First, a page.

U.S. Rep. Chellie Pingree and Republican challenger Jay Allen debated mask mandates, health care costs and student loan debt during a fast-paced debate Tuesday in the race for Maine’s 1st Congressional District.

The two candidates were cordial and occasionally found themselves in agreement on issues despite strongly divergent political philosophies.

Pingree, a progressive Democrat seeking a seventh two-year term in the U.S. House of Representatives, is widely considered the favorite in the low-profile race. Allen is a family physician and former U.S. Army doctor who is running on a conservative platform for a seat won by Democrats in every election for the past 24 years.

Those differences were clear from the beginning of News Center Maine’s televised debate when moderator Pat Callahan asked Allen whether the COVID-19 outbreak at the White House had changed his opposition to broad government mandates on wearing face masks.

“No not really because I look at the numbers, not just the fact that people who are healthy don’t spread the virus,” Allen said. A resident of New Harbor in Lincoln County, Allen said even if 40 percent of infected people were asymptomatic it would still only result in handful of cases there.

“The numbers don’t justify the amount of masking that we have been doing here,” he said.


Allen’s position on mask wearing during the pandemic is at odds with recommendations from state, federal and international public health organizations. The American Medical Association has waged a “Mask Up” campaign and the U.S. Centers for Disease Control and Prevention stated that cloth face coverings are “a critical tool in the fight against COVID-19 that could reduce the spread of the disease, particularly when used universally within communities.”

Pingree said she “takes the completely opposite point of view” from Allen because studies show that people are infectious to others before they themselves begin experiencing symptoms. As evidence, Pingree pointed to the White House and to a large outbreak in Maine believed to have started during a wedding and reception in the Millinocket region.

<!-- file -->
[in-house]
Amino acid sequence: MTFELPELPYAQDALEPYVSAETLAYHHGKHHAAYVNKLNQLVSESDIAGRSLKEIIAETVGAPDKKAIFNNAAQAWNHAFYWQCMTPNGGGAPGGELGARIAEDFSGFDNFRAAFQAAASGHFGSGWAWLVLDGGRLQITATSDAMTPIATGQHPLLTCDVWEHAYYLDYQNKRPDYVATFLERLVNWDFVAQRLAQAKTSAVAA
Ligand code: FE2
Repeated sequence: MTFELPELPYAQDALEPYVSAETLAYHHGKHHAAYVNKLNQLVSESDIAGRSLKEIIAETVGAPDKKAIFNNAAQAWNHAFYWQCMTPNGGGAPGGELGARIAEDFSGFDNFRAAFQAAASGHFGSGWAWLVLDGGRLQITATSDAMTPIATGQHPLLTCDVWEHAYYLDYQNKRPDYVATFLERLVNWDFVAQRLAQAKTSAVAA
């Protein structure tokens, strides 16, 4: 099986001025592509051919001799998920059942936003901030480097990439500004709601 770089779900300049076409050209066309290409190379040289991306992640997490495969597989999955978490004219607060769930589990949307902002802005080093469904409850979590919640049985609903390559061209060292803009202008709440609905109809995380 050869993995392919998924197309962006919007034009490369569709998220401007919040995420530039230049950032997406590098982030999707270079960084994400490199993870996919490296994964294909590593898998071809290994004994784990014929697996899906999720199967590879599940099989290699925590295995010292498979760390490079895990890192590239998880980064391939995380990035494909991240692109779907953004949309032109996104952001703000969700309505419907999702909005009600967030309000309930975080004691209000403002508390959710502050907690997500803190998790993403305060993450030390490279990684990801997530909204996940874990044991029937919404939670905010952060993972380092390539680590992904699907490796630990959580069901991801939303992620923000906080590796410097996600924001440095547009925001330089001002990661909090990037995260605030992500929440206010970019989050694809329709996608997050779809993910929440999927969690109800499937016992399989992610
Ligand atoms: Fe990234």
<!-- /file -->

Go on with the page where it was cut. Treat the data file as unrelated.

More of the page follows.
“I think this whole idea that not wearing a mask is a more important personal liberty issue just kind of goes against what kind of people we are,” Pingree said. “We want to take care of each other. Wearing a mask means you are keeping the other people as well as protecting yourself. We don’t think twice about saying we should have laws that say you can’t drive drunk on the road because you could endanger other people.”

On the issue of health care reform, Allen called the Affordable Care Act “a misnomer” because it has not lowered costs for many Americans. Allen said he opposes a so-called “public option” allowing people to buy into Medicare, but supports “health savings accounts” as well as improved transparency in medical billing.

“What need to do is give more control back to patients so that they can control how their dollars are spent,” Allen said.

Pingree said she also supports transparency and health savings accounts but believes the country should be moving toward “Medicare for all,” beginning with a public option for Medicare. The Democrat also criticized President Trump and Republicans for attempting to dismantle Affordable Care Act, saying the COVID-19 pandemic illustrates the need for health coverage.


“If the Supreme Court knocks it down that is the end of health care that protects people with pre-existing conditions,” Pingree said. “And remember, every person who has gotten the coronavirus, and the many more who will still get it, have a pre-existing condition.”

The candidates also had differing view on the question of government forgiveness of student debt.

Pingree said she would support forgiveness if it’s possible to find a way to pay for it. Pingree said there has also been “mismanagement” of federal student loan programs but said young people need to be fully aware of their career options – including technical training or other non-college tracts – before they take on debts.

“We have to make sure we are offering the full option to kids so before they end up with $30,000 to $50,000 debts,” Pingree said.

Allen responded that student loan forgiveness programs will largely end up benefiting middle- and upper-class families because they make up a disproportionate share of college attendees.

“Student debt is an investment in yourself,” Allen said. “If you are not willing to invest in yourself, then why should we as average Americans invest in you?”

The race for Maine’s 1st Congressional District has received relatively little outside attention, at least when compared to heated competition between first-term incumbent Democratic Rep. Jared Golden and Republican challenger Dale Crafts in the 2nd District. Maine’s race between Republican Sen. Susan Collins, Democrat Sara Gideon and independents Lisa Savage and Max Linn is also one of the most closely watched Senate races in the country.

A resident of the island of North Haven, Pingree was first elected to Congress in 2008 and was reelected with 59 percent of the vote in 2018 over a Republican and an independent.

Allen, who is running for public office for the first time, has been a physician for 23 years. During a 20-year career in the U.S. Army, Allen served as a doctor and held positions as clinic commander and deputy commander of clinical services with units.

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